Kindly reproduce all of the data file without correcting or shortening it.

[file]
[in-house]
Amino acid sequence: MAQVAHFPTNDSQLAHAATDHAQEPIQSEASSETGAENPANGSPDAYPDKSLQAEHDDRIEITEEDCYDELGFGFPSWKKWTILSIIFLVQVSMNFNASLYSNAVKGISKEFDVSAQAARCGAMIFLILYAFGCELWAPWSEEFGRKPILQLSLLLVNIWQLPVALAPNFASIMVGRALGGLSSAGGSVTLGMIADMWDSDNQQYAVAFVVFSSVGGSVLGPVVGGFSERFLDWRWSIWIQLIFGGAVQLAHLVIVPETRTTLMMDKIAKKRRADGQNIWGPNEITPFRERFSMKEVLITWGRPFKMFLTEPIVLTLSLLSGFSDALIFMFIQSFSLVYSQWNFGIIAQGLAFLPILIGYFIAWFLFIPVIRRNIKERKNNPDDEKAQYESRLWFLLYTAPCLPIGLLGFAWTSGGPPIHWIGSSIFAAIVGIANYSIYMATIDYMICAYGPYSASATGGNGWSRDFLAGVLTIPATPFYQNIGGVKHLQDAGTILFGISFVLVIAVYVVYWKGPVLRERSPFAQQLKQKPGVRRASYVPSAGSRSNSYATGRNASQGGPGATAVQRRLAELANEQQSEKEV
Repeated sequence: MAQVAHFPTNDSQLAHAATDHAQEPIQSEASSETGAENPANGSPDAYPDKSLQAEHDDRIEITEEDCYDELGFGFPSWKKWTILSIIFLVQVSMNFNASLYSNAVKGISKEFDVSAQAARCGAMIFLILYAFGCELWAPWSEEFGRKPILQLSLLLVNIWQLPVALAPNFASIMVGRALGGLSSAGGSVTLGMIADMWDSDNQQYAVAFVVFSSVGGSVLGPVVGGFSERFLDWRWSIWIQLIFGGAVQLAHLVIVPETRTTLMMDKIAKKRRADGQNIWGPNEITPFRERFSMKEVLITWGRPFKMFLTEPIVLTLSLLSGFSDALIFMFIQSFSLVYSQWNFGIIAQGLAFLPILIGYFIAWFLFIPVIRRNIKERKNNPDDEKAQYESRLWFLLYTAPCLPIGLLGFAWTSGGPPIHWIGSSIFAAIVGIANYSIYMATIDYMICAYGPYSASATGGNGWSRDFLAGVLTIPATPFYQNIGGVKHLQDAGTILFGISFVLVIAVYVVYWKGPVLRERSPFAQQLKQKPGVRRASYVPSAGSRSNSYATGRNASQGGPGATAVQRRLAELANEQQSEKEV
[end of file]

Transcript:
[in-house]
Amino acid sequence: MAQVAHFPTNDSQLAHAATDHAQEPIQSEASSETGAENPANGSPDAYPDKSLQAEHDDRIEITEEDCYDELGFGFPSWKKWTILSIIFLVQVSMNFNASLYSNAVKGISKEFDVSAQAARCGAMIFLILYAFGCELWAPWSEEFGRKPILQLSLLLVNIWQLPVALAPNFASIMVGRALGGLSSAGGSVTLGMIADMWDSDNQQYAVAFVVFSSVGGSVLGPVVGGFSERFLDWRWSIWIQLIFGGAVQLAHLVIVPETRTTLMMDKIAKKRRADGQNIWGPNEITPFRERFSMKEVLITWGRPFKMFLTEPIVLTLSLLSGFSDALIFMFIQSFSLVYSQWNFGIIAQGLAFLPILIGYFIAWFLFIPVIRRNIKERKNNPDDEKAQYESRLWFLLYTAPCLPIGLLGFAWTSGGPPIHWIGSSIFAAIVGIANYSIYMATIDYMICAYGPYSASATGGNGWSRDFLAGVLTIPATPFYQNIGGVKHLQDAGTILFGISFVLVIAVYVVYWKGPVLRERSPFAQQLKQKPGVRRASYVPSAGSRSNSYATGRNASQGGPGATAVQRRLAELANEQQSEKEV
Repeated sequence: MAQVAHFPTNDSQLAHAATDHAQEPIQSEASSETGAENPANGSPDAYPDKSLQAEHDDRIEITEEDCYDELGFGFPSWKKWTILSIIFLVQVSMNFNASLYSNAVKGISKEFDVSAQAARCGAMIFLILYAFGCELWAPWSEEFGRKPILQLSLLLVNIWQLPVALAPNFASIMVGRALGGLSSAGGSVTLGMIADMWDSDNQQYAVAFVVFSSVGGSVLGPVVGGFSERFLDWRWSIWIQLIFGGAVQLAHLVIVPETRTTLMMDKIAKKRRADGQNIWGPNEITPFRERFSMKEVLITWGRPFKMFLTEPIVLTLSLLSGFSDALIFMFIQSFSLVYSQWNFGIIAQGLAFLPILIGYFIAWFLFIPVIRRNIKERKNNPDDEKAQYESRLWFLLYTAPCLPIGLLGFAWTSGGPPIHWIGSSIFAAIVGIANYSIYMATIDYMICAYGPYSASATGGNGWSRDFLAGVLTIPATPFYQNIGGVKHLQDAGTILFGISFVLVIAVYVVYWKGPVLRERSPFAQQLKQKPGVRRASYVPSAGSRSNSYATGRNASQGGPGATAVQRRLAELANEQQSEKEV